The constant instability in the American job market makes it nearly impossible for most students to build their own households or even keep up with their bills. With most college graduates now working part-time minimum wage jobs that pay anywhere from $8-$10 an hour it can be next to impossible to keep up with student loan payments that vary from $300-$500 a month on top of rent, utilities and other daily living expenses.

With college graduates earning such low wages currently it will take over a century for a person to pay off their student loans and related debts. Unless the economy changes, most will die in debt.

The way I look at it the college bubble is going to burst the same way the housing market burst in 2007 and the comic book market imploded back in 1993. It’s just a matter of time.

The value of a college degree has clearly declined in the American workplace. As more college graduates saturate the workplace than are needed, it is no longer the asset that gave a prospective worker an advantage over competing candidates in the job market.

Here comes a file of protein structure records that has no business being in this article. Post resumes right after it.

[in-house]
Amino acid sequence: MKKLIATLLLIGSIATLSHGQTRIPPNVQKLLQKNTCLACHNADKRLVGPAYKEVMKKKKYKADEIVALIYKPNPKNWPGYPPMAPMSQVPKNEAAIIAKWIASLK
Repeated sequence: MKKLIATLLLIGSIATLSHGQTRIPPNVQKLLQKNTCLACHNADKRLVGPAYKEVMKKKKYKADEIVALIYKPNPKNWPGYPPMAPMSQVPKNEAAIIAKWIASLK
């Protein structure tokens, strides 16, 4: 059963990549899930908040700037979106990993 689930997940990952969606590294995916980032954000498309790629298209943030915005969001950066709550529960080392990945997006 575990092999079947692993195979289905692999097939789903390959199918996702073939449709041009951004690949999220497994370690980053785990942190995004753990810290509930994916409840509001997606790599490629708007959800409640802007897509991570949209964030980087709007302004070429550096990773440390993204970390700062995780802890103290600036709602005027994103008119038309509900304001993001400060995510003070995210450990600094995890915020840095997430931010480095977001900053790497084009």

Worse, the price of an education continues to rise with each passing year. There is little incentive for people to invest in a college education if there is next to no chance for them to ever get a return on it. A family working for $50,000-$120,000 a year will never be able to see a return on an investment of $60,000-$200,000 for a single child’s college education if they can only get jobs that pay $8-$10 an hour that last two years or less.

With colleges not producing graduates with skills employers want and a student drowning in debt they can’t pay off, it’s clear that the American college system is in desperate need of an overhaul for the 21st century.

College isn’t for everyone. America needs to get off the one-size-fits-all college education mindset because it’s preventing people from accessing the job market. People need to have other options for learning skills for employment such as vocational schools, trades and apprenticeships.

And America needs to streamline its college coursework. Today colleges teach a lot of information, but not skills employers need. Sure it’s great that American students have read the literary classics, but do they really need 30-60 credits of required core classes of literature, science, and math courses like calculus and statistics before they start studying for their major? Do they really need to study things most won’t use once they graduate? And do students need to pay for two years of these worthless courses in their quest to complete a degree program?

I say they shouldn't. In fact I feel it’s just a way to pad out the college tuition bill to the overpriced over exaggerated state that it’s grown into.